The lone survivor of a coal-mine disaster was rescued after being trapped underground for several days. He was comatose at the time of his rescue and urgently transferred to a nearby medical center in West Virginia. His primary problem was severe carbonmonoxide poisoning. Not having a hyperbaric medicine program, this hospital requested urgent transfer to a nearby hospital that did. Their request was denied on the grounds that the hyperbaric medicine facility was unavailable for emergent cases (it operated as an outpatient wound-care hyperbaric facility). Transfer was arranged some days later to a 24/7 hyperbaric medicine service in a neighbouring state. The patient had a protracted hospitalization and incomplete neurological recovery at the time of his discharge.

To put this serious issue in perspective, one needs to reflect on the evolution of HBOT. Early hyperbaric chambers were not hospital-based. Rather, they could be found at various industrial and commercial worksites. These chambers served in support of civil-engineering projects such as bridges and tunnels constructed above and beneath various bodies of water. Underground mass-transit systems were another common worksite in which a chamber might be present. Caisson workers employed in  these projects would enter chambers to decompress from their pressurized work environments. They would return to the chambers to be recompressed (treated) should their decompression schedules prove incompletely protective. By the 1950s a growing number of military diving operations were also supported by onsite recompression chambers.

It was not until the early 1960s that hyperbaric chambers found their way into the hospital setting. During this period several newly identified therapeutic mechanisms were associated with hyperbaric doses of oxygen. These mechanisms served to extend hyperbaric medicine’s use beyond the treatment of DCI. Patients hospitalized with acute traumatic crush injuries, carbonmonoxide poisoning or gas gangrene were now considered referable to hyperbaric medicine. The ensuing years were characterized by a steady growth in the geographic availability of hospital-based hyperbaric chambers and the number of treatable conditions. At this point, essentially every hyperbaric medicine program was organized and staffed to provide 24/7 care, such was the nature of the majority of its common uses.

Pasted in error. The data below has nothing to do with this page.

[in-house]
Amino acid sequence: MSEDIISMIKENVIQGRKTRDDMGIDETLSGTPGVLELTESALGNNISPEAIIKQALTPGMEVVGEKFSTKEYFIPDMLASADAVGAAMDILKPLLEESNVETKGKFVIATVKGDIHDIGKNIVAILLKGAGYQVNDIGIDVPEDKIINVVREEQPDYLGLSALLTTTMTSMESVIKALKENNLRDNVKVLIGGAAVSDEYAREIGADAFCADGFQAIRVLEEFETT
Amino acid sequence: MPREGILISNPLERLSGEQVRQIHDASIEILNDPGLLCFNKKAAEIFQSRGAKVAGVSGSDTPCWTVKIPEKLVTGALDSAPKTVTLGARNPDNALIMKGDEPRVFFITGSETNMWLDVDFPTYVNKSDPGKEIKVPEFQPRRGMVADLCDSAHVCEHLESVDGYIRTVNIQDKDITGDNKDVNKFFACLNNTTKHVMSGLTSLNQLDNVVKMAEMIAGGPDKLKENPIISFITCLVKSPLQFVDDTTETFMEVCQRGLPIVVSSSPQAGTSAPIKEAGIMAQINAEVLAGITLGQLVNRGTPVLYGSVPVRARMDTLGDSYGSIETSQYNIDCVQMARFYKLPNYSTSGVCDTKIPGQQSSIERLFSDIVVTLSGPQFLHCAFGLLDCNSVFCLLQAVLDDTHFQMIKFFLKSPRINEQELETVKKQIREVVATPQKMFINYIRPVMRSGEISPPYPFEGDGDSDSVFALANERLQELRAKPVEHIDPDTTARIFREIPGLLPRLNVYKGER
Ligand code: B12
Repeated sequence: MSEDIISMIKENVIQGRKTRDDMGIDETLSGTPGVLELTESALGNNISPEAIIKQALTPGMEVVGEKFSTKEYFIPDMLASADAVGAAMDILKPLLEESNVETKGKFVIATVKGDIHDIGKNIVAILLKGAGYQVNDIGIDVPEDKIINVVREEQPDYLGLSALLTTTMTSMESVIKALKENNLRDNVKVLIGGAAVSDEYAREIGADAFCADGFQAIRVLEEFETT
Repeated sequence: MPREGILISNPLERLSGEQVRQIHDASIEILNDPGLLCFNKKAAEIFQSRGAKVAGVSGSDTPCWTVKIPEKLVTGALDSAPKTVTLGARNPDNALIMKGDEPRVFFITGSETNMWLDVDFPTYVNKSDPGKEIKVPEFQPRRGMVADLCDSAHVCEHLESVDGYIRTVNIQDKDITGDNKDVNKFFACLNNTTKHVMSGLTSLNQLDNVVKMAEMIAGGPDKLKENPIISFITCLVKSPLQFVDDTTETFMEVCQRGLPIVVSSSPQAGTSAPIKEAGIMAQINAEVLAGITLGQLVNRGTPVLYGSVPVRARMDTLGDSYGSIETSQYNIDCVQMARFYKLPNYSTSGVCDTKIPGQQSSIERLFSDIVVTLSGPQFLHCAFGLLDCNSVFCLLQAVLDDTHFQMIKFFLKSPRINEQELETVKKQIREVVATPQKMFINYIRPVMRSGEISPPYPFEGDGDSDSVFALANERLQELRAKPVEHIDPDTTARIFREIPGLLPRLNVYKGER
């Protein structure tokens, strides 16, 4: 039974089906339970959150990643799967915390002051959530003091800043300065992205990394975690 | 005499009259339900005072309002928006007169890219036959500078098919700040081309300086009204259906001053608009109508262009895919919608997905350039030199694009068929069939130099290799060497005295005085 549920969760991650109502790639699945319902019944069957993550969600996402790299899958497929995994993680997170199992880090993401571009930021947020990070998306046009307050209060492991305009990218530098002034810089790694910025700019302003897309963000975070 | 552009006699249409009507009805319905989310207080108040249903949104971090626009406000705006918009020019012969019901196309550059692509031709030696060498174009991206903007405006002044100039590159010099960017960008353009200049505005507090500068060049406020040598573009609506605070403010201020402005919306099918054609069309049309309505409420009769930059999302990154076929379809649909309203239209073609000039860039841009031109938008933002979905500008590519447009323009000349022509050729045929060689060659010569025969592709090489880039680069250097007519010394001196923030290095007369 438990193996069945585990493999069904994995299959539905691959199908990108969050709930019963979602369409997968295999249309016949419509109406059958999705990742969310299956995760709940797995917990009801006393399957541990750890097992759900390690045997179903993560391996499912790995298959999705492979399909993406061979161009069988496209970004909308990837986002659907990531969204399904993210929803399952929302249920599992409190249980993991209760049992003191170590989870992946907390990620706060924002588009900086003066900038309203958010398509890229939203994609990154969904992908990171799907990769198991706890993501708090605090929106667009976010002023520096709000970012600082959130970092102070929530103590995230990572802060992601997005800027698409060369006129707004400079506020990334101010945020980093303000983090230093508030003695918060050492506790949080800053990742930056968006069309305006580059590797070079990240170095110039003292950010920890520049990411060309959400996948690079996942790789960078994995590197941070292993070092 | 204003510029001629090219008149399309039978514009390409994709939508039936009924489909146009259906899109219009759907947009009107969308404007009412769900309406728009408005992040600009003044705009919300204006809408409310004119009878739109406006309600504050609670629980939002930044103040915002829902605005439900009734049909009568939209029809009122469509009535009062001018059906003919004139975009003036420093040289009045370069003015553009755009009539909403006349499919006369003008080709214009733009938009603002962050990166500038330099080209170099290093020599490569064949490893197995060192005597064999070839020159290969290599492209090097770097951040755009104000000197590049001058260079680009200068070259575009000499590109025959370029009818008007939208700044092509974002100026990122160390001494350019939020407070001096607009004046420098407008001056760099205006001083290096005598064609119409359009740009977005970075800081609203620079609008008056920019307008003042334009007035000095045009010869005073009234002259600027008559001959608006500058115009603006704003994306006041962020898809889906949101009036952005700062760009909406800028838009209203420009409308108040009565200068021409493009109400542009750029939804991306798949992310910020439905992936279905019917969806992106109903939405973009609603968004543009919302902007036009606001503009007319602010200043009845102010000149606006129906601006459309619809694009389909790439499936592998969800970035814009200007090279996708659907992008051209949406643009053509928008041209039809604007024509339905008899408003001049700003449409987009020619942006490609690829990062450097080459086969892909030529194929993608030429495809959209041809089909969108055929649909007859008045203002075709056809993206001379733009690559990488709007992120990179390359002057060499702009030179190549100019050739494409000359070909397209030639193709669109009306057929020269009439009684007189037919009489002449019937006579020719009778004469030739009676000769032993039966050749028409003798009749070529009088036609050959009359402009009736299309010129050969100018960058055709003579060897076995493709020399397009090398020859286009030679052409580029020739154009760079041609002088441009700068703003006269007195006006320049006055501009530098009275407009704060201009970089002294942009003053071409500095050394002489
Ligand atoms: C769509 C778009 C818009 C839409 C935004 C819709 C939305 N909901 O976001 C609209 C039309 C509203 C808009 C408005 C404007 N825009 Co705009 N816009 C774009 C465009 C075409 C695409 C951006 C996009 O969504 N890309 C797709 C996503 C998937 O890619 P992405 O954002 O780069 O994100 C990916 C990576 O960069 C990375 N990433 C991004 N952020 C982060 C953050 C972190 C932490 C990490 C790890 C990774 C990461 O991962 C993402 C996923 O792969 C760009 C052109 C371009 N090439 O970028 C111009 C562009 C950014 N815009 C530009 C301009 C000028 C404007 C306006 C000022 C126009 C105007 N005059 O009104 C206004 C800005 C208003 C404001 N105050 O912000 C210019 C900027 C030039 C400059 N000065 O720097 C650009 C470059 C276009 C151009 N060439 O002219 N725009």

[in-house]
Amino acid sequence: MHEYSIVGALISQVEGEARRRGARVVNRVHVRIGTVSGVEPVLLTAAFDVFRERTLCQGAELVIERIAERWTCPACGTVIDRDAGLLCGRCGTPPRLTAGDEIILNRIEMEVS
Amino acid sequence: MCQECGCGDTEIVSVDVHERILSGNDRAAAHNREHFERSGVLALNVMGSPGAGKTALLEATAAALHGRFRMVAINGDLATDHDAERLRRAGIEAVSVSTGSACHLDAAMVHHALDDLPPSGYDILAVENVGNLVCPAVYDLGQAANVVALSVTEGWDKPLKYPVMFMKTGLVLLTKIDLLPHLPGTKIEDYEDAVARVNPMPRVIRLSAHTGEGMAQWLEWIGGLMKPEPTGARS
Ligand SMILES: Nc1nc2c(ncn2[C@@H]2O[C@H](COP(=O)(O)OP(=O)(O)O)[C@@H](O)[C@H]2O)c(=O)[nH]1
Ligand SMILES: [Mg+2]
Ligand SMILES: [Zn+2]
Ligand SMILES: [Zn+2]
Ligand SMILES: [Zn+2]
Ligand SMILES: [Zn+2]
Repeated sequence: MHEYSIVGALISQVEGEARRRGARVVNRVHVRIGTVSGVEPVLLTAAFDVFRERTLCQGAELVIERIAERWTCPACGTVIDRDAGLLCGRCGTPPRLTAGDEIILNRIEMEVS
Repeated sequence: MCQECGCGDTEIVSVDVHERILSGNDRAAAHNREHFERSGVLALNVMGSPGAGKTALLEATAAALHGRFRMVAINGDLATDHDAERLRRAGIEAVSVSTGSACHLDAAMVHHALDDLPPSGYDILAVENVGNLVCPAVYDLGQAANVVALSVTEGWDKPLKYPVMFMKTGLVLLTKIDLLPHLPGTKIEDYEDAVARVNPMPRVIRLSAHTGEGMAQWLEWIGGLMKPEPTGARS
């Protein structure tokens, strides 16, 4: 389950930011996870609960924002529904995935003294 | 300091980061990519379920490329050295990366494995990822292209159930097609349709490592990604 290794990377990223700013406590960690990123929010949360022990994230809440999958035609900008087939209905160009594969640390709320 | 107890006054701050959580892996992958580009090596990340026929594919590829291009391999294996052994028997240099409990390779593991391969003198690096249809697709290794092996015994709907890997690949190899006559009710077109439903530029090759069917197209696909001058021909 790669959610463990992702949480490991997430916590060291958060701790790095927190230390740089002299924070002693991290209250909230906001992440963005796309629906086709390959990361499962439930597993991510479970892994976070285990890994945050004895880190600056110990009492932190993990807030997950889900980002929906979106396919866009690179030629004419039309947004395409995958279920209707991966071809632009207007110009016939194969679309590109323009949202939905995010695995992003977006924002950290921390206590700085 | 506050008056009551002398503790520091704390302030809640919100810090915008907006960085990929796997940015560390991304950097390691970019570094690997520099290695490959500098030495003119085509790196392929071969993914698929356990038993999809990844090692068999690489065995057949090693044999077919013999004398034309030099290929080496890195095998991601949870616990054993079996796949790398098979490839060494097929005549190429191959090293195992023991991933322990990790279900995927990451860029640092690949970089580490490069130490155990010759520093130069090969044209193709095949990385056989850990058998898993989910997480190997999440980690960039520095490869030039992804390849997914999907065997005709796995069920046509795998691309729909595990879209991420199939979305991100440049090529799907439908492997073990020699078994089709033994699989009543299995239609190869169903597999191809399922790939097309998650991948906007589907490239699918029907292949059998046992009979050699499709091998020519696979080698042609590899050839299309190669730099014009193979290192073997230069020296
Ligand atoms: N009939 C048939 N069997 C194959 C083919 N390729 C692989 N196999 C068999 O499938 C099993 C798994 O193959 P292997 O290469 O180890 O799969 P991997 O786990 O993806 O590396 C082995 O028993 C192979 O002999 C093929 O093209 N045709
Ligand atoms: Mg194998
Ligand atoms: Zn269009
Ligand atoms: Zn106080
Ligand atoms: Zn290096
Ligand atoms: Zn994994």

By the late 1980s, utilization of the hyperbaric chamber for wound-healing deficiencies was becoming commonplace. As most of these wounds were chronic, patients were not usually hospitalized. Rather, they traveled to and from the hospital for daily treatments. During the mid-1990s a unique business model was created, one that combined hyperbaric medicine and wound-healing services. This model blossomed to the extent that the great majority of subsequent hyperbaric medicine programs have been organized and operated in this manner.

The model’s concept was not to provide hyperbaric medicine for the full range of accepted uses. Rather, access normal business hours; extending the availability of hyperbaric medicine to accommodate emergencies would increase equipment expenses. It would also substantially raise personnel costs due to 24/7 on-call coverage and the professional staff necessary to effectively manage these more medically challenging patients. All this extra expense would occur with little commensurate increase in revenue, thereby negatively affecting the profitability of a business model established as a revenue-generating venture. Certainly, the prevalence of this model has improved access to HBOT for those with chronic wounds, but it has done so while creating a significant downside: reduced access to care for divers and other people with emergent medical needs. Under this business model, hyperbaric chambers are commonly located on a hospital’s campus but often not within the hospital itself. Adjacent medical office buildings represent the usual location. This makes it all but impossible for those patients hospitalized or in the ED (and, one could argue, likely to benefit most from HBOT) to gain necessary access.

 Outpatient-only hyperbaric programs further distance themselves from the management of emergent and typically sicker patients by not incorporating otherwise standard biomedical monitoring and ancillary support equipment. This includes infusion pumps, electrocardiogram (ECG) and invasive pressure monitors, through-hull tissue oxygen monitoring cables, hyperbaric ventilators and more.